Hanging Garden: Making good use of (free!) 6,000 liters of water/year

Wordle: herbsI’ve been asked to provide updates on our Hanging Garden Project. We’ve got new planters, ‘freshly donated seeds’… and a cost-free watering system. For the ones not (yet!) familiar with the ‘mathematics behind getting cost-free water‘, here’s how it works: Our middle/high school students have been deeply involved in building a system with planters made from recycled PET bottles, as seen on the right.

Besides that, we’ve discovered a great source of clean/distilled water for all the watering needs: the several air conditioning devices, spread throughout the school campus. So, the students began collecting the not-before-managed water… But, how could they find out how much water would be “released” by the AC devices?

The answer to that question morphed into a mini-mathematical project: Math students were asked to develop a strategy to evaluate the volume of water released by the AC equipments, write their assumptions down (hourly rate, number of school days, etc), and today presented their results: on average, an AC device is capable of releasing over 6,000 liters of water during the course of a regular school year.



Way more than enough for keeping the Hanging Garden alive and growing! 😮

Having fun with graduated cylinders & Math!

Let’s see… once more, science and math can definitely be fun (and rewarding!) 😮

So far, we’ve got seedlings of:
Arugula, rocket (Diplotaxis arucoides) [Rúcula, in Portuguese)
Basil (Ocimum basilicum) [Manjericão]
Chamomile (Chamaemelum nobile) [Camomila]
Cherry tomato (Lycopersicom esculentum var.) [Tomate-cajá]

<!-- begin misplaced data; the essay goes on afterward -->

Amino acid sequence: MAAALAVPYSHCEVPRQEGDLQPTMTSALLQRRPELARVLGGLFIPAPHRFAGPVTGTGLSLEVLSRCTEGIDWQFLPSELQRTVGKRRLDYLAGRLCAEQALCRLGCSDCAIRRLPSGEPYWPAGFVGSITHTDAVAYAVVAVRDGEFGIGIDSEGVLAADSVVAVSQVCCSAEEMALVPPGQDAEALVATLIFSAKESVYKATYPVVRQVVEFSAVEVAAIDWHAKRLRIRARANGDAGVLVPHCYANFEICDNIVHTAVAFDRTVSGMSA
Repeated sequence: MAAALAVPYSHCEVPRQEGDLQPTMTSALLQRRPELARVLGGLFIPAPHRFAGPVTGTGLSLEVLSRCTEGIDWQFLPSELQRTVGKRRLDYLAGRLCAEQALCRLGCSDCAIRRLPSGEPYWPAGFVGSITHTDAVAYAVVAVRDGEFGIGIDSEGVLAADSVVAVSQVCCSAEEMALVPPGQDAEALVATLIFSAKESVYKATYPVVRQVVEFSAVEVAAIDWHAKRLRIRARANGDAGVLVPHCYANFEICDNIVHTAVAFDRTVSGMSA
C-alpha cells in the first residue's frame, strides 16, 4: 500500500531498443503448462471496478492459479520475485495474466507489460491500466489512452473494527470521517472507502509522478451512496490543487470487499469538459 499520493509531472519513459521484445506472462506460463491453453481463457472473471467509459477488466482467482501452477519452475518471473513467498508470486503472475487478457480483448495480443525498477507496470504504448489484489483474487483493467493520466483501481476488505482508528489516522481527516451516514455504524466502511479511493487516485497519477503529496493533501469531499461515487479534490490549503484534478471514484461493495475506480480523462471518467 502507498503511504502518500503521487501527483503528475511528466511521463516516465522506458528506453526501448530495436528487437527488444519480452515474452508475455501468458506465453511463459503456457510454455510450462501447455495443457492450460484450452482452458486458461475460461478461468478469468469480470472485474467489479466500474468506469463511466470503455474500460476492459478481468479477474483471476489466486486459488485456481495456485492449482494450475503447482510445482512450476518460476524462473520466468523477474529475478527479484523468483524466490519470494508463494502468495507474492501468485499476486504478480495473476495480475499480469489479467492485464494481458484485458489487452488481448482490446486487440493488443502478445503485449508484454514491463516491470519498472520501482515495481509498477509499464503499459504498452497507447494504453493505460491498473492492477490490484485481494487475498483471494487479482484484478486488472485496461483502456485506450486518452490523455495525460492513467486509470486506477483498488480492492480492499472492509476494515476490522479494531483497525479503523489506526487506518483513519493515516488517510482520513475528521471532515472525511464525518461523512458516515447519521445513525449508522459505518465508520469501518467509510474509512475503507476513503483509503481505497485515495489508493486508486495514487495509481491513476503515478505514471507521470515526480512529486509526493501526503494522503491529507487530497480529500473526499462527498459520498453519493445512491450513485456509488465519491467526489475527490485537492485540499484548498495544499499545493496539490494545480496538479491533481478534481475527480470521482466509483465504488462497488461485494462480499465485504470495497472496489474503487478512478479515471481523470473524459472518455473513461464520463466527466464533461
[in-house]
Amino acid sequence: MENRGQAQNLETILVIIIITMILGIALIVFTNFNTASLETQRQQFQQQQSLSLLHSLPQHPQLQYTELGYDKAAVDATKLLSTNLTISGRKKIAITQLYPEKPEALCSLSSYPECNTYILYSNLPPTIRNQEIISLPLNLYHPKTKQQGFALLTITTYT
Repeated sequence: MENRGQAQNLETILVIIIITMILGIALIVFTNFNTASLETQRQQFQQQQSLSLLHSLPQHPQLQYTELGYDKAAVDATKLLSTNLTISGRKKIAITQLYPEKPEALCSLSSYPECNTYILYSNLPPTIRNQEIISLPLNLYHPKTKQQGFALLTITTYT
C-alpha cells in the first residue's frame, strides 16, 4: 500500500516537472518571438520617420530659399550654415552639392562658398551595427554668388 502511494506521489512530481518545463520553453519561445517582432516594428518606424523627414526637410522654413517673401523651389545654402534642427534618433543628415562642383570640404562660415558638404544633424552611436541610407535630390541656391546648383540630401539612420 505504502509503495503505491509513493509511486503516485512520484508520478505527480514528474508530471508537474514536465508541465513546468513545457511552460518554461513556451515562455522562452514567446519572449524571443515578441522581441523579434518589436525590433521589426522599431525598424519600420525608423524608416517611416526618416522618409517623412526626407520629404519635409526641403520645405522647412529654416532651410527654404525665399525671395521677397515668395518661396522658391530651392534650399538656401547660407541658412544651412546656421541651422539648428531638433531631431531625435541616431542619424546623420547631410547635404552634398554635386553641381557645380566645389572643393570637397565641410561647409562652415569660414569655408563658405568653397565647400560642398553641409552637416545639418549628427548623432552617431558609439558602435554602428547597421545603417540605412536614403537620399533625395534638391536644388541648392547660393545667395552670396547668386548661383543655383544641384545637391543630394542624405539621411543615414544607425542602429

Anise (Agstache foeniculum) [Erva-doce] 
French onion 

Bell Pepper


Author: 3rdCultureChildren

Welcome! Here I am, 'releasing' my thoughts on traveling, parenting, raising TCKs, teaching, writing, working... and who knows what else! I’m a WIFE, 'geeky-stuff' SCIENTIST, TEACHER, AMATEUR photographer, MOM of 3, TRAVELER by choice and by marriage, and of course, a HOUSEHOLD QUEEN!!

40 thoughts on “Hanging Garden: Making good use of (free!) 6,000 liters of water/year”

    1. Thank you for coming back and checking it out! I’m glad you enjoyed it! Please feel free to use any resource/images from the site… It’ll be a pleasure to share! 😮 Greetings from “green” Recife!


    1. thanks! The teaching lesson: reduce, reuse, recycle… And, as a bonus, have fun while learning how to care for our environment! All in all, a great success! Thanks for sharing your thoughts!


        1. So easy, you’d love it! Cut one PET bottle open, like a tub, have some sponge material, or organic fiber at the bottom, to retain humidity (remember to have the holes on the bottom, for drainage!), fill the planter with the mix of soil/top soil, and voilá! 😮 Let me know if you need any help, and keep me posted of your progress on your new garden! 😮


    1. Thank you, Gilly! Glad you took the time to come by and check it out.. much appreciated… Always a good opportunity to share knowledge, and learn from the children!


    1. Great. Very simple, a bit of time invested, but not much… the students seem to be really committed, which is good… Glad you liked it! Come back for updates, the beginning of next week, I’m sure to have new seedlings! 😮


      1. I’m trying to figure out where I can hang them and not tick off the property owners, but I am thinking there is a metal fence in the back that could use some prettying up! Plus it’d be easy to fashion a hanging system without involving new holes in walls! Great idea! Thanks!


  1. Excellent idea! You’ll have to keep us updated. And make sure to include a cooking class at the end. Would love to see what the kids come up with for their harvest.


    1. Thanks! I’ll make sure I keep posting updates on the “hanging garden project”… It’s still in its first stages, but we got all modules already built (64); we’ve got hang some more 15, do more planting, and wait for the results… Will make sure there’s at least, a “salad-making class” posted here! 😮 I’m glad it’s appreciated. Just sharing experiences with the students, and taking advantage of any teaching opportunity to share the love for growing things… 😮 Thanks for stopping by and sharing your impressions!


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